An American on lockdown in China shares some tips for staying sane while social distancing
via Pixabay / Peter Martin / Twitter

The COVID-19 virus is a serious threat to the world's health. But there are also many issues facing those that remain healthy during the crisis, mainly the psychological effects of social distancing.

Humans are social beings. That's why we punish people through imprisonment and the reason that socially-isolated people have a higher mortality rate.

So if you're feeling depressed or distressed during lockdown it's important to know that it's normal and there are ways to improve your sense of well-being.


"Isolation, physical distancing, the closure of schools and workplaces are challenges that affect us, and it is natural to feel stress, anxiety, fear and loneliness at this time," Hans Kulge, the director of the European branch of the World Health Organization said.

"It is essential to address the public mental health of people during the following weeks," Kluge added.

The stress of isolation can be so debilitating it can be difficult to cope.

Bloomberg journalist Peter Martin has been socially isolated in China without a housemate for two months and his family is overseas. So, as someone who has more than a few weeks of experience being on lockdown, he took to Twitter to share some helpful tips to stay sane.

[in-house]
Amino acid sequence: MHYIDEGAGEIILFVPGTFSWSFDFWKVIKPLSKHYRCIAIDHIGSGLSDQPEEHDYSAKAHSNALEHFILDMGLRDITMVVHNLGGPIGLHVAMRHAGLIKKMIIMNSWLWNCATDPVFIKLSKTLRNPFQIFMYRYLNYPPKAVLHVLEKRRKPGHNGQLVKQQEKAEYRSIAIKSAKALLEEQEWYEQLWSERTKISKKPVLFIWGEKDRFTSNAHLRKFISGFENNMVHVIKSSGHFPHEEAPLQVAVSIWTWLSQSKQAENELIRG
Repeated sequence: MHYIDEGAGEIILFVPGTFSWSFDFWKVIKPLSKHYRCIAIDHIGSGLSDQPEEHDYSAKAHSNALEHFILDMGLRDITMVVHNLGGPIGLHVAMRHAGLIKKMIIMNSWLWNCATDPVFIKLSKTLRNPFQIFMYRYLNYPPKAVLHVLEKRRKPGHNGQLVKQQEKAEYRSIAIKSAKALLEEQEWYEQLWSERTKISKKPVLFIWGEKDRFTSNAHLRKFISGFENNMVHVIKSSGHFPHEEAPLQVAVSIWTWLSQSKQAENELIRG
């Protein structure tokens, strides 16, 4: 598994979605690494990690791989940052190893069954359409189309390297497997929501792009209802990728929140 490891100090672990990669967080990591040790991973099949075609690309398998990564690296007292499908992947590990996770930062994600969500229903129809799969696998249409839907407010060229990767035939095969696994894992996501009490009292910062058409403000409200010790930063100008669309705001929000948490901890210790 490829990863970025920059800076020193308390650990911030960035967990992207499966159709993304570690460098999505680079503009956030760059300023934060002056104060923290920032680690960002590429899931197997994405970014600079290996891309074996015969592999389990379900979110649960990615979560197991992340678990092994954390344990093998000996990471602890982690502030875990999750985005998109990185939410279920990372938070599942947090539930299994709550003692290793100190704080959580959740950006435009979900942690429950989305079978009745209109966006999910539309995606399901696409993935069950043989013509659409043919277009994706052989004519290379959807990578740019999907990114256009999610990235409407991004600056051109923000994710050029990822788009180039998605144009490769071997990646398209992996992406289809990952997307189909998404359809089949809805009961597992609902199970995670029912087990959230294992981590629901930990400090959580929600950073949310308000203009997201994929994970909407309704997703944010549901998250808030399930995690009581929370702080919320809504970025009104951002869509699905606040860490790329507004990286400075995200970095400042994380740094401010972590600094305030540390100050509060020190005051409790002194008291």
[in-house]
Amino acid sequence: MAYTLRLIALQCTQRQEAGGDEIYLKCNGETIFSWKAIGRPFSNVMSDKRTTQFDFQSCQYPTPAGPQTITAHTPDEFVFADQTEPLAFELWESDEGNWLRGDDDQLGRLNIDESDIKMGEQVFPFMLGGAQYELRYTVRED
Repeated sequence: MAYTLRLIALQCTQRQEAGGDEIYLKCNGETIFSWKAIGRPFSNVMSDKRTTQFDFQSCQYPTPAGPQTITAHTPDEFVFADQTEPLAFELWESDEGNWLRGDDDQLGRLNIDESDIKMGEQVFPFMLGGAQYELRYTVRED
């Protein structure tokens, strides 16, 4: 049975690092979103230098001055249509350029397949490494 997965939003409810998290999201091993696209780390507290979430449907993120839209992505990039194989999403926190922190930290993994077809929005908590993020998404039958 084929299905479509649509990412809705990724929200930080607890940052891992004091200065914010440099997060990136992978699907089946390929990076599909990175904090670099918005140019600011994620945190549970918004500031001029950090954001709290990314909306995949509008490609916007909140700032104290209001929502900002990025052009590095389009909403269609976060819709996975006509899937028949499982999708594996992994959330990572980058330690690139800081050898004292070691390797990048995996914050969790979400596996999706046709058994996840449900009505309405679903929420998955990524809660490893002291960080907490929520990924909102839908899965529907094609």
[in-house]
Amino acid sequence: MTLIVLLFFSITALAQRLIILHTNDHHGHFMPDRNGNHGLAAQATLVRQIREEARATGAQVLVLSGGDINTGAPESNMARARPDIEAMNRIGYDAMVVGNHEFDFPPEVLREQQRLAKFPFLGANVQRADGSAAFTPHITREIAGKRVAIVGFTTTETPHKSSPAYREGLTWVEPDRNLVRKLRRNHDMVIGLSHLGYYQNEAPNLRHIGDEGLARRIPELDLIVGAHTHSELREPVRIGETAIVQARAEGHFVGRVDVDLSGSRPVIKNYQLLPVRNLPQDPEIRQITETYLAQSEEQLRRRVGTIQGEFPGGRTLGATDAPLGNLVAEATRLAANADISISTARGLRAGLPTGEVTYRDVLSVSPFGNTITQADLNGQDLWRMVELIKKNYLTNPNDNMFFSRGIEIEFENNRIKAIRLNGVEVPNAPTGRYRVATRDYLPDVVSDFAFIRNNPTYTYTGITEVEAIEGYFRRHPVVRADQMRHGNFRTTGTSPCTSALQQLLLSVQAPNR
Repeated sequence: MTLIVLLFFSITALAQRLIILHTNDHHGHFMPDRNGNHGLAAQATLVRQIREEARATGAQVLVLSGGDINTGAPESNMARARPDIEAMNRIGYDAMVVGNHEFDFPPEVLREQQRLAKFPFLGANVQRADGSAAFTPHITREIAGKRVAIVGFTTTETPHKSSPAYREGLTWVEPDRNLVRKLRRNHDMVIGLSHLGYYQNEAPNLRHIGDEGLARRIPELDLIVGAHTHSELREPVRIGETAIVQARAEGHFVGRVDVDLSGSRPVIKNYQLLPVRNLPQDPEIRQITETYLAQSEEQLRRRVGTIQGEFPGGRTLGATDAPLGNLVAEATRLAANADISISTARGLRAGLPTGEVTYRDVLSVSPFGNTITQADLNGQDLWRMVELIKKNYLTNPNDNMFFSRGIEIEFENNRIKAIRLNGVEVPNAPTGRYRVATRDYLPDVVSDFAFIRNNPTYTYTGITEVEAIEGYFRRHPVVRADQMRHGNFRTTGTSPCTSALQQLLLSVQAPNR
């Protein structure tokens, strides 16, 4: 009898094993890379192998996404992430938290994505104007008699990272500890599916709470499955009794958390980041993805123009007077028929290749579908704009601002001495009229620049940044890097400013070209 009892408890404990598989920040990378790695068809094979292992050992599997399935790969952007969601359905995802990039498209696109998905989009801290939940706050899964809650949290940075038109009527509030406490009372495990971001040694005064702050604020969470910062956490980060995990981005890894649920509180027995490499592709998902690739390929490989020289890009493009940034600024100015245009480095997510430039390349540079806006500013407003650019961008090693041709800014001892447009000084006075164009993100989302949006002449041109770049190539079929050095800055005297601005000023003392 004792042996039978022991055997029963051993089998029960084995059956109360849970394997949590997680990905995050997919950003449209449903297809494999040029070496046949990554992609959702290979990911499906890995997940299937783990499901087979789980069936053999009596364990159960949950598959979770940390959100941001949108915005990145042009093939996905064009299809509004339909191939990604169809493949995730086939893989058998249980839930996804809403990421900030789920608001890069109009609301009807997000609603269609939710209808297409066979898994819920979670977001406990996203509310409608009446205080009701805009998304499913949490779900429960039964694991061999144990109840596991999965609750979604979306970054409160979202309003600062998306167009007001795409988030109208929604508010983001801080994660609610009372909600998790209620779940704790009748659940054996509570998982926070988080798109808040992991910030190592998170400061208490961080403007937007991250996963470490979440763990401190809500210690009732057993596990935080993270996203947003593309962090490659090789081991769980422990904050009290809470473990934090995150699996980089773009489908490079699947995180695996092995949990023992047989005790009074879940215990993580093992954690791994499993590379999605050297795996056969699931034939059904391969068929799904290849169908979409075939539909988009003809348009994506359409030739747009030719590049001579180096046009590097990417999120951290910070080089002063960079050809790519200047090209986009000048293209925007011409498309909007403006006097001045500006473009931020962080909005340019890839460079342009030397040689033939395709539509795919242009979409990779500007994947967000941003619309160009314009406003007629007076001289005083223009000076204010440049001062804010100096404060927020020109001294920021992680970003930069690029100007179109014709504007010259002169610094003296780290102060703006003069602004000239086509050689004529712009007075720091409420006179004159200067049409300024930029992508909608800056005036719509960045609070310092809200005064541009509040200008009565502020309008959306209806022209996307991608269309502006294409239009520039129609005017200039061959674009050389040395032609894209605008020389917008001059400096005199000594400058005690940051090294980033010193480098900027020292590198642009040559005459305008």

Rebecca Dolgin of Psycom says there are a few groups that are more likely to have a hard time social distancing, young adults (16 to 24), women, people with a history of psychological illness, healthcare workers, and those who have one child.

Dolgin also says that fear, anxiety, depression, boredom, anger, frustration, and irritability are all common reactions to social isolation. "The further you are from engaging with others and feeling a connection, the more of an impact it will have," Dr. Adam Kaplin, a neuroscientist at Johns Hopkins University School of Medicine, writes.

Dolgin says that we can maintain our psychological well-being by acknowledging what's happening and that it is stressful. She also says it's important to stay in contact with loved ones, even if it's just through social media and real-time video chat programs such as Facetime.